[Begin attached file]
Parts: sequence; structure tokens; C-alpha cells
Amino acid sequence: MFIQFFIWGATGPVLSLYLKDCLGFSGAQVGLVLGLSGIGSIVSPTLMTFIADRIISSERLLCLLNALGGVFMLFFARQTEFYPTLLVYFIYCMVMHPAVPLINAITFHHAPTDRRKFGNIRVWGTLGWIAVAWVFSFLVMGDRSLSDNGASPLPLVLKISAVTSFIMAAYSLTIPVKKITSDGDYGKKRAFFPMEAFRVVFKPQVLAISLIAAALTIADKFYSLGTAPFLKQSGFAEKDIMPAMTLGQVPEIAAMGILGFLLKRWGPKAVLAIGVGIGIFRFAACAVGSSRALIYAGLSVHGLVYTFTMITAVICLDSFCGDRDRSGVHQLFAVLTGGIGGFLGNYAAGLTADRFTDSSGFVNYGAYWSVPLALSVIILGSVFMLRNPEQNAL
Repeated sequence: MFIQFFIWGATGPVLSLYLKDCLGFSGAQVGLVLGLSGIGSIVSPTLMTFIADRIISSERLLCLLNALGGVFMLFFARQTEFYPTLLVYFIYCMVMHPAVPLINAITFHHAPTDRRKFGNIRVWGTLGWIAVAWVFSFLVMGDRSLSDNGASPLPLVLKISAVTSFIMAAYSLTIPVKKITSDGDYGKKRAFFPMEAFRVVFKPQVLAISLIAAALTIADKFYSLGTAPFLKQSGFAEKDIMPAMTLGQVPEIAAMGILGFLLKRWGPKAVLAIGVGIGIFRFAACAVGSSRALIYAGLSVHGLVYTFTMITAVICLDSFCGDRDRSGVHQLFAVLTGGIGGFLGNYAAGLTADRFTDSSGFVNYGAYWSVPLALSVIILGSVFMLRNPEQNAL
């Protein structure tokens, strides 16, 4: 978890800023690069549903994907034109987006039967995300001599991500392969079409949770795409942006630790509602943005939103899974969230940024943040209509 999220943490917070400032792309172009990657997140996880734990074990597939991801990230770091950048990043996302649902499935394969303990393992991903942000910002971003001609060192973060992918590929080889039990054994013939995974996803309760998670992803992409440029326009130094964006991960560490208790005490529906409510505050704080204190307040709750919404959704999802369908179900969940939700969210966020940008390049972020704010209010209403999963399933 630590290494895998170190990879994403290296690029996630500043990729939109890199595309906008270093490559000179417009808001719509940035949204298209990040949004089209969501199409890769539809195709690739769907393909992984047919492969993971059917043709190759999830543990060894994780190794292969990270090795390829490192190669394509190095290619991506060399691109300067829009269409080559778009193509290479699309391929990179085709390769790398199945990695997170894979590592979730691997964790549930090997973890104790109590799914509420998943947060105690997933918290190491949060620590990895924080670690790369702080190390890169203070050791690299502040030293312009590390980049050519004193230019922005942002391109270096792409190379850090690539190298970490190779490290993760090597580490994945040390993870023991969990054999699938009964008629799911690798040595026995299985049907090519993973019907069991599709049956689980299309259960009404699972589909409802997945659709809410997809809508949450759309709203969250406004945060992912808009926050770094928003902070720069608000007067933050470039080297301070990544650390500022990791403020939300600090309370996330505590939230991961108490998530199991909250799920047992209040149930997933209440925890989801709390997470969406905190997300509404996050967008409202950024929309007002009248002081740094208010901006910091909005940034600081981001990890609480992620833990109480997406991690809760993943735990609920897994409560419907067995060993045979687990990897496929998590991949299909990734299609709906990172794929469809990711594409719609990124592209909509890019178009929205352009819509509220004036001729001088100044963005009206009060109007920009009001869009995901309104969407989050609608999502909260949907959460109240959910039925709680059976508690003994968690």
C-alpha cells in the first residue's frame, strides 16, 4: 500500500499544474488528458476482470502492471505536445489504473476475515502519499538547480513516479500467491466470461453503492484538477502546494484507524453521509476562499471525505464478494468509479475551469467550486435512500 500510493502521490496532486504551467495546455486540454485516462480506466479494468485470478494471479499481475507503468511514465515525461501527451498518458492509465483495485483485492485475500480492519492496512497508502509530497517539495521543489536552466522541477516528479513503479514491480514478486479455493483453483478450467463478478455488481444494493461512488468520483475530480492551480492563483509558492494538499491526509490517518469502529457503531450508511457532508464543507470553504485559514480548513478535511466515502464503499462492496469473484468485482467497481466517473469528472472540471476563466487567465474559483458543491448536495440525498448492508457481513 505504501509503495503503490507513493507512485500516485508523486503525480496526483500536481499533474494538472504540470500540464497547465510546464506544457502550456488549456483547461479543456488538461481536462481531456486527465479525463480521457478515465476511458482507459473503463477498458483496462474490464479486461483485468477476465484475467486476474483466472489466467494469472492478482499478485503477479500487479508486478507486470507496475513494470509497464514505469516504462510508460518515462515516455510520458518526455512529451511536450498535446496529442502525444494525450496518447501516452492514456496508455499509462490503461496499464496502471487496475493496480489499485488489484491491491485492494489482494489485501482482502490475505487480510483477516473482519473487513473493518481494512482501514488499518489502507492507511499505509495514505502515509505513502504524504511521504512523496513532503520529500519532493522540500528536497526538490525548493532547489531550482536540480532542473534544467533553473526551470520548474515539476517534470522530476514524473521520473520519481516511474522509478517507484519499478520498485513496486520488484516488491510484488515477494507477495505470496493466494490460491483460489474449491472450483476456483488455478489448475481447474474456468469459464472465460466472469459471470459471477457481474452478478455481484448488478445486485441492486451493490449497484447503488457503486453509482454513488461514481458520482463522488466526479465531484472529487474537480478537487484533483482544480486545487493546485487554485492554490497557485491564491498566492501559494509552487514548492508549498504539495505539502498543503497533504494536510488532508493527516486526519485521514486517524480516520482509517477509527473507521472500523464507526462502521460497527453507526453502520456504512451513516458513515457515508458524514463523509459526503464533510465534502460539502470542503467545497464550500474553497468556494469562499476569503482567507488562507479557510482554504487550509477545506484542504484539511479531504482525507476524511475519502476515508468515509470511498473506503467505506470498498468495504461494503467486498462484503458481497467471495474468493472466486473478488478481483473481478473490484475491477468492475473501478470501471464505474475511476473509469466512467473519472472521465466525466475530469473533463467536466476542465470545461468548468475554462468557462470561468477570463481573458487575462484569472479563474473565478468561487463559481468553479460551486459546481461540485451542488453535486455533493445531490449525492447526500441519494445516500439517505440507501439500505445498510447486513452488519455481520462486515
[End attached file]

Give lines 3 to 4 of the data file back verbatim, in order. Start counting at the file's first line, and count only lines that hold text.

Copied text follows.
Repeated sequence: MFIQFFIWGATGPVLSLYLKDCLGFSGAQVGLVLGLSGIGSIVSPTLMTFIADRIISSERLLCLLNALGGVFMLFFARQTEFYPTLLVYFIYCMVMHPAVPLINAITFHHAPTDRRKFGNIRVWGTLGWIAVAWVFSFLVMGDRSLSDNGASPLPLVLKISAVTSFIMAAYSLTIPVKKITSDGDYGKKRAFFPMEAFRVVFKPQVLAISLIAAALTIADKFYSLGTAPFLKQSGFAEKDIMPAMTLGQVPEIAAMGILGFLLKRWGPKAVLAIGVGIGIFRFAACAVGSSRALIYAGLSVHGLVYTFTMITAVICLDSFCGDRDRSGVHQLFAVLTGGIGGFLGNYAAGLTADRFTDSSGFVNYGAYWSVPLALSVIILGSVFMLRNPEQNAL
């Protein structure tokens, strides 16, 4: 978890800023690069549903994907034109987006039967995300001599991500392969079409949770795409942006630790509602943005939103899974969230940024943040209509 999220943490917070400032792309172009990657997140996880734990074990597939991801990230770091950048990043996302649902499935394969303990393992991903942000910002971003001609060192973060992918590929080889039990054994013939995974996803309760998670992803992409440029326009130094964006991960560490208790005490529906409510505050704080204190307040709750919404959704999802369908179900969940939700969210966020940008390049972020704010209010209403999963399933 630590290494895998170190990879994403290296690029996630500043990729939109890199595309906008270093490559000179417009808001719509940035949204298209990040949004089209969501199409890769539809195709690739769907393909992984047919492969993971059917043709190759999830543990060894994780190794292969990270090795390829490192190669394509190095290619991506060399691109300067829009269409080559778009193509290479699309391929990179085709390769790398199945990695997170894979590592979730691997964790549930090997973890104790109590799914509420998943947060105690997933918290190491949060620590990895924080670690790369702080190390890169203070050791690299502040030293312009590390980049050519004193230019922005942002391109270096792409190379850090690539190298970490190779490290993760090597580490994945040390993870023991969990054999699938009964008629799911690798040595026995299985049907090519993973019907069991599709049956689980299309259960009404699972589909409802997945659709809410997809809508949450759309709203969250406004945060992912808009926050770094928003902070720069608000007067933050470039080297301070990544650390500022990791403020939300600090309370996330505590939230991961108490998530199991909250799920047992209040149930997933209440925890989801709390997470969406905190997300509404996050967008409202950024929309007002009248002081740094208010901006910091909005940034600081981001990890609480992620833990109480997406991690809760993943735990609920897994409560419907067995060993045979687990990897496929998590991949299909990734299609709906990172794929469809990711594409719609990124592209909509890019178009929205352009819509509220004036001729001088100044963005009206009060109007920009009001869009995901309104969407989050609608999502909260949907959460109240959910039925709680059976508690003994968690």